Motor oil represents the life blood of a vehicle, lubricating vital engine parts. This helps reduce heat buildup in the engine because of the reduction in friction between parts. Some vehicles have an oil cooler or other engine modifications designed to help further reduce heat.
Changing the motor oil in a vehicle according to the maintenance schedule greatly reduces the wear and tear of the engine, as oil tends to lose its viscosity (or thickness), over time, reducing its overall effectiveness as a lubricant. Motor oil also helps clean deposits and other contaminants from engine parts.
How engine size affects the amount of oil used
Most engines require anywhere between 5 to 8 quarts of oil, depending on the engine size. The smaller the engine, the less oil required to fill the volume of the engine.
A 4-cylinder engine usually requires around 5 quarts of oil.
A 6-cylinder engine uses roughly 6 quarts.
An 8-cylinder engine uses anywhere between 5 to 8 quarts, depending on the size of the engine.
This amount also varies depending on whether you have the mechanic change out the oil filter when performing an oil change.
Some resources available to help vehicle owners find the oil capacity of an engine include the owner's manual, where it is usually listed under the Lubrication System in the Vehicle Specifications section. Another area to check includes the manufacturer's Website. Once on the Website, look for a section of the site specifically for vehicle owners, usually found at the bottom of the page. Vehicle owners can also search other online resources, such as Fluid Capacity, which lists the oil and fluid capacities of a number of different makes and models of cars and trucks.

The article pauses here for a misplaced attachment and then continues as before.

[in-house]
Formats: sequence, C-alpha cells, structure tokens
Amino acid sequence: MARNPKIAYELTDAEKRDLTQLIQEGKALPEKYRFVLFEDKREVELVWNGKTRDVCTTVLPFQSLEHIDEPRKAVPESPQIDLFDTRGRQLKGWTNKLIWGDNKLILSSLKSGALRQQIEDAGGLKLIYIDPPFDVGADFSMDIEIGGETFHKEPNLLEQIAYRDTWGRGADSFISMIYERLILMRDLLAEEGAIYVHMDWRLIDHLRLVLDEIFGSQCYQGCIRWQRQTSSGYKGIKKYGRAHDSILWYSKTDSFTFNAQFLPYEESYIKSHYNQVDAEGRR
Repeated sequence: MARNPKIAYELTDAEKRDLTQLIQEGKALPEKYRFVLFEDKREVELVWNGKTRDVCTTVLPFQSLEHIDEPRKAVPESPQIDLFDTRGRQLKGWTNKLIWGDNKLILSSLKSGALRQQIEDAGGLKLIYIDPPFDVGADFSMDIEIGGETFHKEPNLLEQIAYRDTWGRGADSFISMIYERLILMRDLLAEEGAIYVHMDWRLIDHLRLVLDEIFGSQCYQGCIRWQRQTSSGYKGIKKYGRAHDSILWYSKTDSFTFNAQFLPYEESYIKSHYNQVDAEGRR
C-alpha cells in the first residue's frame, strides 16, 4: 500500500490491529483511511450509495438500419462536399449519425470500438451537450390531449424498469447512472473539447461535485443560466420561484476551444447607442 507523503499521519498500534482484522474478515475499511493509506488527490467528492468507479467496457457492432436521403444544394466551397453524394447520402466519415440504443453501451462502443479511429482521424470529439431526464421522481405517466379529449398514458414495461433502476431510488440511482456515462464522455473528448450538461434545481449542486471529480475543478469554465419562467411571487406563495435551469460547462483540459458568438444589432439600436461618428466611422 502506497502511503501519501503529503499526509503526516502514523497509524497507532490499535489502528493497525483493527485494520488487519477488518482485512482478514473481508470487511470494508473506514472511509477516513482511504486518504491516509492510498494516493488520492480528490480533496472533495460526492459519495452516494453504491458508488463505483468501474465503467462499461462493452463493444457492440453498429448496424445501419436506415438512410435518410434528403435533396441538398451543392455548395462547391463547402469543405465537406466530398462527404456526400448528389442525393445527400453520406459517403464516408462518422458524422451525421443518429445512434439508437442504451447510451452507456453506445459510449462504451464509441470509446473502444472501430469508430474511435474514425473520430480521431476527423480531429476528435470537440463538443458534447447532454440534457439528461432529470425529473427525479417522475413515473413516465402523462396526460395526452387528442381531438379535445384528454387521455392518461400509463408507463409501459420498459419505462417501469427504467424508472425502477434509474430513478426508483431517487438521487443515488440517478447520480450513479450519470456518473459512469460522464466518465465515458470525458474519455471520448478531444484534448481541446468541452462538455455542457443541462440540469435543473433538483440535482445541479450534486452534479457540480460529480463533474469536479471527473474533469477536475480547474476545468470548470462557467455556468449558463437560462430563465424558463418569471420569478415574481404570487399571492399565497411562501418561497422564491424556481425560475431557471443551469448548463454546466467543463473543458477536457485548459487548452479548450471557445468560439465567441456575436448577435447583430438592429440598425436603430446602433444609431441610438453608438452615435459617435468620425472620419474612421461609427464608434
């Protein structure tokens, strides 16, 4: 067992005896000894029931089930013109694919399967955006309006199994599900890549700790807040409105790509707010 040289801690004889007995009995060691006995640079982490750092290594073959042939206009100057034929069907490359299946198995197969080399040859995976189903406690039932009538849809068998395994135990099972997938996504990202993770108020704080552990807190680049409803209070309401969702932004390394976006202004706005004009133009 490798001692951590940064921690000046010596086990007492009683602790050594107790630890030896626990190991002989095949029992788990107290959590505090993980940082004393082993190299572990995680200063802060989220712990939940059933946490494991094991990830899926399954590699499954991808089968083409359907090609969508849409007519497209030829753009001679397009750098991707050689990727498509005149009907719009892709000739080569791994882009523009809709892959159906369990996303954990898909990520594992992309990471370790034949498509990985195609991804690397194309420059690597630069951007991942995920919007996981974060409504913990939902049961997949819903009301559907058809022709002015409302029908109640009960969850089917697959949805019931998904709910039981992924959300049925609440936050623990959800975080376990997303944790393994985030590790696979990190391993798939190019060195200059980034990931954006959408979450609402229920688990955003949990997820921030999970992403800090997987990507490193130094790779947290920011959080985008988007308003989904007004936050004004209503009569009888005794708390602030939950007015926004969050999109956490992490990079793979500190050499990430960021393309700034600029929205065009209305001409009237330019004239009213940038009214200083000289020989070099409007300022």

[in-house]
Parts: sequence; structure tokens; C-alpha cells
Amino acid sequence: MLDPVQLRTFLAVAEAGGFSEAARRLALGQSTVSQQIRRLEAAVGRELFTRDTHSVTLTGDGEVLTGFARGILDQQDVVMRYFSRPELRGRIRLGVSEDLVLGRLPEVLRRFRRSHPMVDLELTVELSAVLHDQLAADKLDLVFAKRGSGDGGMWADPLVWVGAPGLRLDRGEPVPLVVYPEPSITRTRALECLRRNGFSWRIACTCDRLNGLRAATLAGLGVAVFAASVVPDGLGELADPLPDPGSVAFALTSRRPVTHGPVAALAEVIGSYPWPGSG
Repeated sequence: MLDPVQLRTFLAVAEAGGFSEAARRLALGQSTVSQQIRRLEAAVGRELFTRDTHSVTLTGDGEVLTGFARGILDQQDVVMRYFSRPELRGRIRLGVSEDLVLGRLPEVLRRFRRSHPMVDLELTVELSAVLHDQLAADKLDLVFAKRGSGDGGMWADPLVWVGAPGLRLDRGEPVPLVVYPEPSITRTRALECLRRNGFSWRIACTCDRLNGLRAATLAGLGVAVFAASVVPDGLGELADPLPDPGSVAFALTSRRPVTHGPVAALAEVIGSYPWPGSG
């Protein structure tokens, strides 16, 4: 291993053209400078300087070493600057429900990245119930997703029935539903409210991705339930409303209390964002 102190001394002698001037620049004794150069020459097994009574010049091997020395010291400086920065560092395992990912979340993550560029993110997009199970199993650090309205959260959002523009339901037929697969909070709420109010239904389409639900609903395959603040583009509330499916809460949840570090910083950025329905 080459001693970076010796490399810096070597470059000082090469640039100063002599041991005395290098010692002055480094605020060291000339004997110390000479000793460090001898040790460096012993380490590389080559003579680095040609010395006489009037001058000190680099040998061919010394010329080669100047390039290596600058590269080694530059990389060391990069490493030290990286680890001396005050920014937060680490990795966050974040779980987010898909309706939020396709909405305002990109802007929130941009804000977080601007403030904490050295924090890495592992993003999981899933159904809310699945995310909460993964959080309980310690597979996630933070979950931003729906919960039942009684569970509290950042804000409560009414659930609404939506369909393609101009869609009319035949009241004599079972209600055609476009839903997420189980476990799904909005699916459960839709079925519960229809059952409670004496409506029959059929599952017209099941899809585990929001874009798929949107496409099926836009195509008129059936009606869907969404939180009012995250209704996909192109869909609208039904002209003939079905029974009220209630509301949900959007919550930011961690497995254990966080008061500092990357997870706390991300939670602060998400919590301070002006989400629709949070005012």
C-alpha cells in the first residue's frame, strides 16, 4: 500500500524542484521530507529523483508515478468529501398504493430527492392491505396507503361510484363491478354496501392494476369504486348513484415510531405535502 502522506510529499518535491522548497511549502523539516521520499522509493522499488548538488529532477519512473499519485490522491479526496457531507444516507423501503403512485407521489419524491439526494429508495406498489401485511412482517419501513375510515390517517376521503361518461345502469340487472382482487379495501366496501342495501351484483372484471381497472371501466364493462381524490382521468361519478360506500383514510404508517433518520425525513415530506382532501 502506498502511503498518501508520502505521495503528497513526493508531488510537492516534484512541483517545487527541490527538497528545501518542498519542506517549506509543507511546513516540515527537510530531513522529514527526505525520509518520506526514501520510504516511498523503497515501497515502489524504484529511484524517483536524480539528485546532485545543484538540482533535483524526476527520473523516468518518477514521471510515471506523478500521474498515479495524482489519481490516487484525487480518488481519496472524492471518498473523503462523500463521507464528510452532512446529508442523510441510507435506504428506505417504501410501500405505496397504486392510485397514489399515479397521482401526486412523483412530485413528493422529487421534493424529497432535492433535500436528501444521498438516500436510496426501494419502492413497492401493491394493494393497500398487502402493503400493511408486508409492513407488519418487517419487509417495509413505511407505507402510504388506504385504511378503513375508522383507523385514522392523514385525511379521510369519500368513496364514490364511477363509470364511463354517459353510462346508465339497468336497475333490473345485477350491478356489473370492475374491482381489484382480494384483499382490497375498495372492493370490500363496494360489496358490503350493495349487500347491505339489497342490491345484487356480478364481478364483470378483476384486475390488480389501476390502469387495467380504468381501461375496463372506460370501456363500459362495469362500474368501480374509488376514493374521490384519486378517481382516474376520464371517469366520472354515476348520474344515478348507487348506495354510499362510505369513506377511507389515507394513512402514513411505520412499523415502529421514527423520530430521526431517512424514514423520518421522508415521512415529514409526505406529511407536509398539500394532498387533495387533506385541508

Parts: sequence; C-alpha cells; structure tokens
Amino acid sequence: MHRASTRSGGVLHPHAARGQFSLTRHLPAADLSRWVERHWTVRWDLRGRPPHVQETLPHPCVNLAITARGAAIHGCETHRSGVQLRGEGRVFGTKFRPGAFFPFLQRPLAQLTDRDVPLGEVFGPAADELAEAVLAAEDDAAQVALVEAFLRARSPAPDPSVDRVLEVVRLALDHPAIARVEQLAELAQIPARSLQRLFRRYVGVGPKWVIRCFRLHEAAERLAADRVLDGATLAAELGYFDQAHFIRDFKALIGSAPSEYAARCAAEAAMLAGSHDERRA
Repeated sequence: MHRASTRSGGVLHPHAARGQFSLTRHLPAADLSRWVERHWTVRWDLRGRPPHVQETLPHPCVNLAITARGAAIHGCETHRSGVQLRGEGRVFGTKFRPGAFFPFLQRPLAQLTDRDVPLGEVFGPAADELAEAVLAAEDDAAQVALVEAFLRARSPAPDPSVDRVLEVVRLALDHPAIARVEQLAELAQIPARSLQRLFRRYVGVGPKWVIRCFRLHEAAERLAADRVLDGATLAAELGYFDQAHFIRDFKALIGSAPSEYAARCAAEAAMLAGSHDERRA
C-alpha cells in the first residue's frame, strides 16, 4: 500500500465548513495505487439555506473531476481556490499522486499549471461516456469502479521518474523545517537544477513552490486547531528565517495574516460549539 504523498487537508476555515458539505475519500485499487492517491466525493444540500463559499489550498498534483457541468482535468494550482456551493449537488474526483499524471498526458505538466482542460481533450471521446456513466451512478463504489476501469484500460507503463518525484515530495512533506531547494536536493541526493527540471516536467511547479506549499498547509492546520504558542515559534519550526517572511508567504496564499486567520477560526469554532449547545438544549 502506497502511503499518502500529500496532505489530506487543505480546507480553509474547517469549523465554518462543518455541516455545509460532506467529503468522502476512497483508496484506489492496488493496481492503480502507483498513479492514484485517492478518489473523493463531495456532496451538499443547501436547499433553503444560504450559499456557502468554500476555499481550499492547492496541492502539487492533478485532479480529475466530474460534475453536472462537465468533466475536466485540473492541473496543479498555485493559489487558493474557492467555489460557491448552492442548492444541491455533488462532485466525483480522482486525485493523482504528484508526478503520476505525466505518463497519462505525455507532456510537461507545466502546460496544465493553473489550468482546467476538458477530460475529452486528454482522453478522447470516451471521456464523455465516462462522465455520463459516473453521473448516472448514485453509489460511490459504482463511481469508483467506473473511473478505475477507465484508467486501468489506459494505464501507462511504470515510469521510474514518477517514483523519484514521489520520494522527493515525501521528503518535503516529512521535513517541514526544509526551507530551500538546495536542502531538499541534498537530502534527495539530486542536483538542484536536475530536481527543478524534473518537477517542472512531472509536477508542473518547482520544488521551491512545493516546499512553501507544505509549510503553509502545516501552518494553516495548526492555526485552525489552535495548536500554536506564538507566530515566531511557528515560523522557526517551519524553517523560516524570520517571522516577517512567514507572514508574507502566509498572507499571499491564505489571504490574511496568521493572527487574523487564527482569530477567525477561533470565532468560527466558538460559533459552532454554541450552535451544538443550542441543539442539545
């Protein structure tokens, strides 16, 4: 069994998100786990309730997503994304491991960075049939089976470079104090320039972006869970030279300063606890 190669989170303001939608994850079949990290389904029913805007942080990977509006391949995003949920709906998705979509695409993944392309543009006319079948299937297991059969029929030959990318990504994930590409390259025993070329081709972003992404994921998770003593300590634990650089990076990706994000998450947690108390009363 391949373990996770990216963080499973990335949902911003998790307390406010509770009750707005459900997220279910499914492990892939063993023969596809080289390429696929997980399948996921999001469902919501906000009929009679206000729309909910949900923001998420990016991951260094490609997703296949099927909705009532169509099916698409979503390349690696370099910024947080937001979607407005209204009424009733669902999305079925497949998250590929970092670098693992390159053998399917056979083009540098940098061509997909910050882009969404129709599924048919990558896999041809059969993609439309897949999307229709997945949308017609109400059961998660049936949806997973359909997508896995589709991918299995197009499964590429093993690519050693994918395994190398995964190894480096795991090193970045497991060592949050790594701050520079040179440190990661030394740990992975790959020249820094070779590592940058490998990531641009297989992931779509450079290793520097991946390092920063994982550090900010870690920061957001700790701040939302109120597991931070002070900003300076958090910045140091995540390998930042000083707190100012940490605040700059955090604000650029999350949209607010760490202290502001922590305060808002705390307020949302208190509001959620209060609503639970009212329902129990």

Choosing the right type of motor oil
When choosing an oil for your vehicle, keep a few things in mind. The first is the viscosity level of the oil — represented by a number followed by W and then followed by another number. The first number represents the flow of the oil at 0 degrees Fahrenheit, the W stands for winter, and the last two numbers after the W stand for the viscosity level of the oil when measured at 212 degrees Fahrenheit. The lower the number before the W, the easier the engine turns over in cold weather. Read the vehicle owner's manual to find the best range of viscosity levels of oil to use.
Vehicle owners also need to choose between using a synthetic or conventional motor oil in the vehicle. Conventional oils work fine when owners get their oil changed frequently. Synthetic oils come in handy, because these oils contain special additives designed to help remove deposits, allowing the oil to flow better at lower temperatures and hold up better, viscosity wise, at higher temperatures. Another option for vehicle owners includes using a high-mileage oil for vehicles over 75,000 miles. High-mileage oils contain conditioners to help expand the internal engine seals and increase the flexibility of such seals.
Symptoms that an engine needs an oil change
Make sure to look out for the following symptoms, which could indicated it’s time for an oil change:
When the oil light comes on, it indicates that the oil level is too low. Either ask a mechanic to change the oil or add enough oil to bring it up to full.
A low reading on the oil pressure gauge, for vehicles equipped with one, usually indicates a low oil level. Have a mechanic fill the oil to the correct level or change the oil if necessary.
As the oil level gets low, an engine begins to run roughly. This is especially true of the lifters, which start sticking as deposits build up. Ask a mechanic to change the oil, which should help remove these deposits and alleviate the problem.
This article originally appeared on YourMechanic.com as How Much Oil Does My Car Take? and was authored by Cheryl Knight.